Jake Odorizzi’s journey has him prepped for role in Rays’ rotation

Jake Odorizzi showed during spring training that he is up to the task of rounding out the rotation for the Rays.

Gerald Herbert/AP

PORT CHARLOTTE, Fla. — Jake Odorizzi is sleeping better these days. It’s hard to tell, because he has been the same, steady, easy-going Jake all along. It’s hard to faze him.

He’s human. There are highs, and there are lows. He feels anxiety, and he lives relief.

But mostly, he has been the same, constant, level-headed Jake since he joined the Tampa Bay Rays as part of the seven-player blockbuster trade in December 2012 that has become a pivot point for his franchise in so many ways. There are no frills to him.

These days, though, are different. These days, it’s good to be him. These days, the Rays’ fifth-starter competition is in the past. The Zzzzs are easier to capture, and so are the smiles.

"Sleeping better?" someone asked Odorizzi on Tuesday afternoon near his locker at Charlotte Sports Park.

"Yeah," he said with a chuckle, "a lot better."

Seventy-two hours in baseball can be an eternity. Three days is a series. That’s about 12 at-bats for a position player. That’s 60 percent of a starter’s prep work between appearances on a normal five-day rotation. That’s enough time to start a slump, snap one or extend a slide.

Seventy-two hours have done wonders for Odorizzi. On Saturday, he was named the fifth starter, a deserving title after the Rays’ top-rated prospect by Baseball America beat out left-handers Cesar Ramos and Erik Bedard for the job. On Tuesday, he spoke about how he was "really happy" with his five-inning, three-run, four-hit, five-strikeout start in a 4-2 loss to the Boston Red Sox.

He cracked a few grins. He was his soft-spoken-but-confident self. He appeared like a man, just 23 years old, who knows where he’s going, even if he understands the tough work in replacing right-hander Jeremy Hellickson for the next six to eight weeks has only begun.

"It was good to get out there and kind of (be) more relaxed this time than the past outings of spring," Odorizzi said. "I think that made a big difference in going out and (being) relaxed and feeling comfortable. I think that had a great deal to do with today, and I’m really happy with where today went."

This entire spring has become a platform for Odorizzi’s evolution. Once Hellickson underwent surgery on his right elbow Jan. 29, the young right-hander was the assumed next-option-available in manager Joe Maddon’s stable of pitching depth.

Still, nothing was guaranteed, even if a history was present.

Odorizzi went 0-1 with a 3.94 ERA in seven appearances (four starts) last season. But the Rays never saw the player they expected until he allowed just one earned run, six hits and struck out eight in 11 2/3 innings over three appearances in August and September. His hot streak also sizzled at Triple-A Durham, where he posted a near-spotless 0.47 ERA over 38 innings in his final six starts with the Bulls.

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Now, Odorizzi is a different pitcher. He has grown in the same way so many other young arms have done so within this franchise: left-hander David Price, right-hander Alex Cobb, left-hander Matt Moore and right-hander Chris Archer. He developed a new change/split pitch, a maturing beast in his repertoire, thanks to Cobb. He’s ready for another step.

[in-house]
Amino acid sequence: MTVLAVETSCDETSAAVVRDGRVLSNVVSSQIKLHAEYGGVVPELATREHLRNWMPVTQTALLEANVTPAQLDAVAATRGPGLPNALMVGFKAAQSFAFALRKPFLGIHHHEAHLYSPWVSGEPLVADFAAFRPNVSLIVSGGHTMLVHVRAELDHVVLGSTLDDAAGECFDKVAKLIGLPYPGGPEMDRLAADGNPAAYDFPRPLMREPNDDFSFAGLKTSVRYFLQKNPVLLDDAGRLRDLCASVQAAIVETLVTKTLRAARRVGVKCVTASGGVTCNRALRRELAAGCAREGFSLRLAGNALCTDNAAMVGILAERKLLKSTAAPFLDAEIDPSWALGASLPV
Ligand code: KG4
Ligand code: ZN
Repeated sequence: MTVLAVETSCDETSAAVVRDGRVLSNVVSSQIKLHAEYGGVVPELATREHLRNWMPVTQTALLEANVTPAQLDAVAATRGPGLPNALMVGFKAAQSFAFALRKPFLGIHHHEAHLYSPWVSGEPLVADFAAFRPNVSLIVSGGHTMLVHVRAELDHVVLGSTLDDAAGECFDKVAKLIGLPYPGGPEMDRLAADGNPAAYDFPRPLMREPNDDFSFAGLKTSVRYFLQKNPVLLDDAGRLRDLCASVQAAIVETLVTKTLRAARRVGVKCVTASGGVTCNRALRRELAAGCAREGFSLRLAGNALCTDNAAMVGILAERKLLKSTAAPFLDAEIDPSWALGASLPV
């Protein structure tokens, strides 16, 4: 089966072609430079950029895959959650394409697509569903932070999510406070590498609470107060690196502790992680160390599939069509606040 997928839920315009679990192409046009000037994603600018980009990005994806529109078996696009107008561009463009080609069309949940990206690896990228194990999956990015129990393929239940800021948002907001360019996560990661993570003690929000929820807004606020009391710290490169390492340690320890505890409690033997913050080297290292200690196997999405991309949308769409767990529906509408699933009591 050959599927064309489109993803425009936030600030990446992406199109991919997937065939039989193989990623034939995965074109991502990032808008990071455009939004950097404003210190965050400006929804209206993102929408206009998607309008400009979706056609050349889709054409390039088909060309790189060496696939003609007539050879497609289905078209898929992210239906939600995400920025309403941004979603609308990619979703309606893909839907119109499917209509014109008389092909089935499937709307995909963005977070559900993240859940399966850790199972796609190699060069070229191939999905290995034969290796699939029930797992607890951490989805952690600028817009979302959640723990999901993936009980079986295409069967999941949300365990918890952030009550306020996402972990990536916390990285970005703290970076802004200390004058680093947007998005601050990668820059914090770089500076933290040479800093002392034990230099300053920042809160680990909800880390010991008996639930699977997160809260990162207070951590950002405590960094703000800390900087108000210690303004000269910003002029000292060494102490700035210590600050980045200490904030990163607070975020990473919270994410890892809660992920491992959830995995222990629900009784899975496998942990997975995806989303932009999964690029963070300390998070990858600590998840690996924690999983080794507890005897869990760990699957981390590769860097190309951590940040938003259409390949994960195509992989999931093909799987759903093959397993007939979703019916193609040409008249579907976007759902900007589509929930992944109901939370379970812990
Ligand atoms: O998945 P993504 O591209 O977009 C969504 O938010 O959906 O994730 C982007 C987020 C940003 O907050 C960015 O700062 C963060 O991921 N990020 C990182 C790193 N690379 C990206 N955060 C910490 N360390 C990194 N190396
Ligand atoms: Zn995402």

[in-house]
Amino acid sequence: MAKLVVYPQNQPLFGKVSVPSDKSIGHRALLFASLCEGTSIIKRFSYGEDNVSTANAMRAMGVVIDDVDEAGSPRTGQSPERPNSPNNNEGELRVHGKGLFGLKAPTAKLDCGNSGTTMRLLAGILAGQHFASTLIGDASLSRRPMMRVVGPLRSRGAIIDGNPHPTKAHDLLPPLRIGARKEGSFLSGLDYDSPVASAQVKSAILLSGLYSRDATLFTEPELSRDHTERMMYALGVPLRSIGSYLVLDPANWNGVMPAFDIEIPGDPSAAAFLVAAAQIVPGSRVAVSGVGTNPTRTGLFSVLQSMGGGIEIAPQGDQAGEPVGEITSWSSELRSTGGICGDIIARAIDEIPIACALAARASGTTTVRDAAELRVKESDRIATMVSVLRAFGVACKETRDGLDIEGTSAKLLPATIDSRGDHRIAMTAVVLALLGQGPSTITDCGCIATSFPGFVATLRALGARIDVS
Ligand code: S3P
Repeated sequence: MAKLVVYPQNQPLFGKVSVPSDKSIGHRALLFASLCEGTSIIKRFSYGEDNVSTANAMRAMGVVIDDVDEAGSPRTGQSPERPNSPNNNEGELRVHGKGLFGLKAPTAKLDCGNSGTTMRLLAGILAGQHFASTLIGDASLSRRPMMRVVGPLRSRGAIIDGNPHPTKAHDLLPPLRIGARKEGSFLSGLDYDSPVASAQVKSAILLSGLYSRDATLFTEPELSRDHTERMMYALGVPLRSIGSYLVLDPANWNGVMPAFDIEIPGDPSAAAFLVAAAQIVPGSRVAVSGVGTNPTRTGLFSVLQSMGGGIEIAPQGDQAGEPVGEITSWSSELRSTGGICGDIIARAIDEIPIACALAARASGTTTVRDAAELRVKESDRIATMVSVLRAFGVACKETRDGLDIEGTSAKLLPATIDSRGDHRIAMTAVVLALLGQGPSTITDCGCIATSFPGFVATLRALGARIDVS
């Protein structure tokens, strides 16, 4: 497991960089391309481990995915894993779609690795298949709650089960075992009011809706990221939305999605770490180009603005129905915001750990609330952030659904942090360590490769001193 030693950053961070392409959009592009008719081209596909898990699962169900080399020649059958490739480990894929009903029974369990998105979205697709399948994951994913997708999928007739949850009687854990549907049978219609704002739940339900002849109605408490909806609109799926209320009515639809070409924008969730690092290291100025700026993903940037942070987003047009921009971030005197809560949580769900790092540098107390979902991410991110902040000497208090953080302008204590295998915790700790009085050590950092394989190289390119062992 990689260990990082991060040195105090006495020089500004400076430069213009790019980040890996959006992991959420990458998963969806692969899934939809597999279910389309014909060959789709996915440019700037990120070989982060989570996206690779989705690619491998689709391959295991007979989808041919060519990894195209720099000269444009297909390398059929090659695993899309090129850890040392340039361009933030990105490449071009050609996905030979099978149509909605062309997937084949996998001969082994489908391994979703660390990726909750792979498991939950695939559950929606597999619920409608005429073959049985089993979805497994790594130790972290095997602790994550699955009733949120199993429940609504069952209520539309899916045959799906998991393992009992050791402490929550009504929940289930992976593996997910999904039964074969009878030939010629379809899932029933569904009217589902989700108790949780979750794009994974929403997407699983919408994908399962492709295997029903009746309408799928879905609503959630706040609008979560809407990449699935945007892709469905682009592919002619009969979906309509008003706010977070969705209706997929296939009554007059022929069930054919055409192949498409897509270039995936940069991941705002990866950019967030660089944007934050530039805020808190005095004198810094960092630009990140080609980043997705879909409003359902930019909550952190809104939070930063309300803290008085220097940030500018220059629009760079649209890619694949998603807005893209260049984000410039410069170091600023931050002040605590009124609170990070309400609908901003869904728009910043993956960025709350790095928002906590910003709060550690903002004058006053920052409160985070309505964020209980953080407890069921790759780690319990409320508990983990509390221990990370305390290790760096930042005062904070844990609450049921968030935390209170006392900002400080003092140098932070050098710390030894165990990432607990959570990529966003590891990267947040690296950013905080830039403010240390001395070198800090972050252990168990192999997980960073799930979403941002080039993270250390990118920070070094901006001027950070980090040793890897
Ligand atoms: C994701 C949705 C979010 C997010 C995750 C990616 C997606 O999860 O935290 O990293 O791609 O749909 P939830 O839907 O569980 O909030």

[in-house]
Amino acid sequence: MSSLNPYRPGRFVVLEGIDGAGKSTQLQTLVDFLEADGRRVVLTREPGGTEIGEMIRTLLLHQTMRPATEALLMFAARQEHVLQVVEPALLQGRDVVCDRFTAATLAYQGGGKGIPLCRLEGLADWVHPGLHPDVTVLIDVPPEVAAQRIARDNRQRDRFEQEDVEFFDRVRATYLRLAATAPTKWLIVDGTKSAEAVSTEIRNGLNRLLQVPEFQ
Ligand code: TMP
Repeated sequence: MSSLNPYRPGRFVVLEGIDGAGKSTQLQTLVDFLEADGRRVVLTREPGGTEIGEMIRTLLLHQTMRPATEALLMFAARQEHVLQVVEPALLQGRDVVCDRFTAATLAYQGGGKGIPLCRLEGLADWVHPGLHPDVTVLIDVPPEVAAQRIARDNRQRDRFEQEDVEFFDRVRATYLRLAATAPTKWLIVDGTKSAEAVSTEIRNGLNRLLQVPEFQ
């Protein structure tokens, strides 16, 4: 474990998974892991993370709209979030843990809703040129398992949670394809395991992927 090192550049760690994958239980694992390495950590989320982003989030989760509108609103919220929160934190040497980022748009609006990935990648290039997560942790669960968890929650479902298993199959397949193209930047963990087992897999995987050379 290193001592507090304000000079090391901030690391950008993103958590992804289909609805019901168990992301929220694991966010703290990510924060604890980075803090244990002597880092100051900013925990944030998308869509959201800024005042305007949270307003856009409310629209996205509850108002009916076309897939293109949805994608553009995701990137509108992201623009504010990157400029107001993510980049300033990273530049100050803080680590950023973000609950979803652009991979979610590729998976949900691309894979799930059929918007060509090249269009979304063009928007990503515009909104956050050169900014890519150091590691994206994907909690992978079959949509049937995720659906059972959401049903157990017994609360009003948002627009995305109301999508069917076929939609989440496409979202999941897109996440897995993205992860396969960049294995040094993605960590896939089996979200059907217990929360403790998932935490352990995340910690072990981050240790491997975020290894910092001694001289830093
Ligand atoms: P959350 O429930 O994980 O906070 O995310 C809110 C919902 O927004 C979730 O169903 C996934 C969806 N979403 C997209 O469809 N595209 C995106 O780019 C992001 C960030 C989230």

The path has been blazed. Odorizzi’s footprints are the freshest.

"I thought Odorizzi was really good today," Maddon said Tuesday. "I thought he had some really good stuff. He had everything working, actually — some really good curveballs. The Cobb was very good. Fastball. Fastball velocity was outstanding. I thought he was really sharp."

The Rays have seen Odorizzi’s sharp edge throughout spring, the way he attacks hitters, the way he attacks his preparation work, the way he attacks growing within a game that more and more whispers, "This is his time."

Is it? That will be the great discovery of the weeks ahead, when spring training guesses become regular-season consequences, when best-laid plans can either gain focus or send Maddon and Andrew Friedman, the Rays’ executive vice president of baseball operations, scrambling for the nearest drawing board and a Plan B.

Odorizzi, for now, looks ready. The competition with Ramos and Bedard made him better. Since the title of "Rays’ fifth starter" was earned through no rout, the heightened performance to reach this point should benefit him.

"My body feels great," Odorizzi said. "My pitches felt good coming out today. My curveball is probably the best it has been in a very long time. It’s just a lot of encouraging things today to take into the season."

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And his mood?

"I’m happy with where I’m at right now," he continued. "A little bit wild at some points today, and I can work on that and limit some pitches a little bit. But I’m trying to shoot for seven innings every time I go out there."

Why not?

These days, it’s good to be him. But he knows no memories are made in March, only first impressions. He knows impact is created in April, May, June and beyond. If all goes well, the calendar will stretch deep into October.

There’s little reason to lose sleep over the coming hurdles in his chase. There will be times for that. For now, these weeks are for dreams, for possibility as innocent as Opening Day.

Odorizzi, prepped for the marathon ahead because of what he has left behind, should be well rested.

You can follow Andrew Astleford on Twitter @aastleford or email him at aastleford@gmail.com.